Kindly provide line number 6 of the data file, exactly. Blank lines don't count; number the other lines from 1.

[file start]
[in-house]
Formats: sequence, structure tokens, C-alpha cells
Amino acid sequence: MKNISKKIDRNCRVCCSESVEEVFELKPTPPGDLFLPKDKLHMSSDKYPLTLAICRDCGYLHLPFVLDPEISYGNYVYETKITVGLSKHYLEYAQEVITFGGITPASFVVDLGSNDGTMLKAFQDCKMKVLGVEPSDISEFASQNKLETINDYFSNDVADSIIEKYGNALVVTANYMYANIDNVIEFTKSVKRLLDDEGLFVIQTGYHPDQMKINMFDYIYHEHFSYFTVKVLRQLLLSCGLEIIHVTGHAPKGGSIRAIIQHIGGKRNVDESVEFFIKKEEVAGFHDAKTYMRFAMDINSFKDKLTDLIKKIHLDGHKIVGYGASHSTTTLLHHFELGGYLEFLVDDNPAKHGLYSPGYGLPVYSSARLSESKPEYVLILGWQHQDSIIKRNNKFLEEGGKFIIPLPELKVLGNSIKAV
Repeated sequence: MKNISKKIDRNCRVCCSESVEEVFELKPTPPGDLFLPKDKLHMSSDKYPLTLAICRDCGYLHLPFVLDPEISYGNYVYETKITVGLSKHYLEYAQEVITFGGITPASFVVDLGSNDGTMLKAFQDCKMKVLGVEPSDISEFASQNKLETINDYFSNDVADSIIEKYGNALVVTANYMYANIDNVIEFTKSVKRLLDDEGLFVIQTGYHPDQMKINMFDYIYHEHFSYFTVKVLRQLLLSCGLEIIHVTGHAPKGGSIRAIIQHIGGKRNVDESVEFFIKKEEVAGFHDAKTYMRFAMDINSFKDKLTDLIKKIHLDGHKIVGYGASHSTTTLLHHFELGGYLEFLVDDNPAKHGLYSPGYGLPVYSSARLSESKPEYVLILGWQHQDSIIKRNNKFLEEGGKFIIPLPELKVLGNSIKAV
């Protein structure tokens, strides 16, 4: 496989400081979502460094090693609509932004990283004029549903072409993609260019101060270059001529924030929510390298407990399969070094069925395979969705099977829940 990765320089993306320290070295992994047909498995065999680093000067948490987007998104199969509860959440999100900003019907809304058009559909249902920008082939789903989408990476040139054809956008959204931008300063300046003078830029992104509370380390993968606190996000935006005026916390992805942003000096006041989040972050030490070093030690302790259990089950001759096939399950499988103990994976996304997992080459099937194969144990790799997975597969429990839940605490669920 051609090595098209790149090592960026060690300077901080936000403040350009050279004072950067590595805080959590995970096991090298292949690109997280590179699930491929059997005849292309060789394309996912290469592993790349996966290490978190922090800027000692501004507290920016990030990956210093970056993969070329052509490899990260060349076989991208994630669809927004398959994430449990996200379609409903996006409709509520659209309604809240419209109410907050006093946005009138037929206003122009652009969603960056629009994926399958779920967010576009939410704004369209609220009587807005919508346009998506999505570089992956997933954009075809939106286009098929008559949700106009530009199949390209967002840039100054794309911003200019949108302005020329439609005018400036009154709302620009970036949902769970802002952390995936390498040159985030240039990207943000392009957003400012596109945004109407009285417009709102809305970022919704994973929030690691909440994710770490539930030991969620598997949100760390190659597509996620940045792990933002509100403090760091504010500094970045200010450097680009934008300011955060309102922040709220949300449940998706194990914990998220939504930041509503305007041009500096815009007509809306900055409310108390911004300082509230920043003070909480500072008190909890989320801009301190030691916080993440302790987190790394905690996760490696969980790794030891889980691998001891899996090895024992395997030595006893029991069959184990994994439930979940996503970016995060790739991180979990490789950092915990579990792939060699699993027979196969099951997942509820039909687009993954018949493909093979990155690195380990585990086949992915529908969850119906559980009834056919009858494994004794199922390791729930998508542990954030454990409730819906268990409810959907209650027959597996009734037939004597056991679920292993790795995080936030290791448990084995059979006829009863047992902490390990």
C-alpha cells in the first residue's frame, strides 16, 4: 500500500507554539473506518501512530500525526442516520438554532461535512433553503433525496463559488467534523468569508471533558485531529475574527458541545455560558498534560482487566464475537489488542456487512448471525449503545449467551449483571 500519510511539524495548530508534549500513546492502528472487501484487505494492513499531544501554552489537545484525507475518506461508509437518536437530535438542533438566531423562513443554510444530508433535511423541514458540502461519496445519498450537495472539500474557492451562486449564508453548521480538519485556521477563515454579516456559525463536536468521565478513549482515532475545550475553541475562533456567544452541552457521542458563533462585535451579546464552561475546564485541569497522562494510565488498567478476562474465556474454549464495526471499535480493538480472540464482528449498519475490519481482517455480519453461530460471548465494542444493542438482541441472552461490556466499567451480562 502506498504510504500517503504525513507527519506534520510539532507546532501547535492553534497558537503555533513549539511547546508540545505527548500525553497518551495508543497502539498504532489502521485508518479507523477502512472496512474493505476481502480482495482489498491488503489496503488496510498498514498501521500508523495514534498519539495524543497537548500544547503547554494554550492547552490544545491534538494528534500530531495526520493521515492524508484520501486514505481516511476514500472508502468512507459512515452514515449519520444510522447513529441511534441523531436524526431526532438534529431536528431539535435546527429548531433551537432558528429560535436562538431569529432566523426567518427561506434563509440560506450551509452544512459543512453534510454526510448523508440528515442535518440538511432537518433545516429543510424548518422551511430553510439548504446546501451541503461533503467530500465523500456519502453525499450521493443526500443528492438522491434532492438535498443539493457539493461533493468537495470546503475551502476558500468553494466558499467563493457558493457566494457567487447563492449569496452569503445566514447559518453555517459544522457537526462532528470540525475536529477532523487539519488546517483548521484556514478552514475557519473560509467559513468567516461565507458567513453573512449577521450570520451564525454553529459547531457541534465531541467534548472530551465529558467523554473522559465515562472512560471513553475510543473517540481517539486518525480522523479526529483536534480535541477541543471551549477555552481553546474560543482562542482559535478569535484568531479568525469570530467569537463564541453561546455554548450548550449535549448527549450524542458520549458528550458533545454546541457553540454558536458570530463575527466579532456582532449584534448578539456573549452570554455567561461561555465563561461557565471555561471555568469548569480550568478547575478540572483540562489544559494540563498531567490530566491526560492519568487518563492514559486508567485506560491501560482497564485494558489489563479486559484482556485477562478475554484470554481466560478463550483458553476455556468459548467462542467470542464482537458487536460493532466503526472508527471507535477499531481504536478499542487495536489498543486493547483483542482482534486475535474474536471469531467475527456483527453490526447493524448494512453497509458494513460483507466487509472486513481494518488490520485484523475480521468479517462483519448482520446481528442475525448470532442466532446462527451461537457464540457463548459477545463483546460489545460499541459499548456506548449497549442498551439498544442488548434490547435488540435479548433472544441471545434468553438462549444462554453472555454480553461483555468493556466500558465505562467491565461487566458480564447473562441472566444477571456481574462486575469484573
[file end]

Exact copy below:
C-alpha cells in the first residue's frame, strides 16, 4: 500500500507554539473506518501512530500525526442516520438554532461535512433553503433525496463559488467534523468569508471533558485531529475574527458541545455560558498534560482487566464475537489488542456487512448471525449503545449467551449483571 500519510511539524495548530508534549500513546492502528472487501484487505494492513499531544501554552489537545484525507475518506461508509437518536437530535438542533438566531423562513443554510444530508433535511423541514458540502461519496445519498450537495472539500474557492451562486449564508453548521480538519485556521477563515454579516456559525463536536468521565478513549482515532475545550475553541475562533456567544452541552457521542458563533462585535451579546464552561475546564485541569497522562494510565488498567478476562474465556474454549464495526471499535480493538480472540464482528449498519475490519481482517455480519453461530460471548465494542444493542438482541441472552461490556466499567451480562 502506498504510504500517503504525513507527519506534520510539532507546532501547535492553534497558537503555533513549539511547546508540545505527548500525553497518551495508543497502539498504532489502521485508518479507523477502512472496512474493505476481502480482495482489498491488503489496503488496510498498514498501521500508523495514534498519539495524543497537548500544547503547554494554550492547552490544545491534538494528534500530531495526520493521515492524508484520501486514505481516511476514500472508502468512507459512515452514515449519520444510522447513529441511534441523531436524526431526532438534529431536528431539535435546527429548531433551537432558528429560535436562538431569529432566523426567518427561506434563509440560506450551509452544512459543512453534510454526510448523508440528515442535518440538511432537518433545516429543510424548518422551511430553510439548504446546501451541503461533503467530500465523500456519502453525499450521493443526500443528492438522491434532492438535498443539493457539493461533493468537495470546503475551502476558500468553494466558499467563493457558493457566494457567487447563492449569496452569503445566514447559518453555517459544522457537526462532528470540525475536529477532523487539519488546517483548521484556514478552514475557519473560509467559513468567516461565507458567513453573512449577521450570520451564525454553529459547531457541534465531541467534548472530551465529558467523554473522559465515562472512560471513553475510543473517540481517539486518525480522523479526529483536534480535541477541543471551549477555552481553546474560543482562542482559535478569535484568531479568525469570530467569537463564541453561546455554548450548550449535549448527549450524542458520549458528550458533545454546541457553540454558536458570530463575527466579532456582532449584534448578539456573549452570554455567561461561555465563561461557565471555561471555568469548569480550568478547575478540572483540562489544559494540563498531567490530566491526560492519568487518563492514559486508567485506560491501560482497564485494558489489563479486559484482556485477562478475554484470554481466560478463550483458553476455556468459548467462542467470542464482537458487536460493532466503526472508527471507535477499531481504536478499542487495536489498543486493547483483542482482534486475535474474536471469531467475527456483527453490526447493524448494512453497509458494513460483507466487509472486513481494518488490520485484523475480521468479517462483519448482520446481528442475525448470532442466532446462527451461537457464540457463548459477545463483546460489545460499541459499548456506548449497549442498551439498544442488548434490547435488540435479548433472544441471545434468553438462549444462554453472555454480553461483555468493556466500558465505562467491565461487566458480564447473562441472566444477571456481574462486575469484573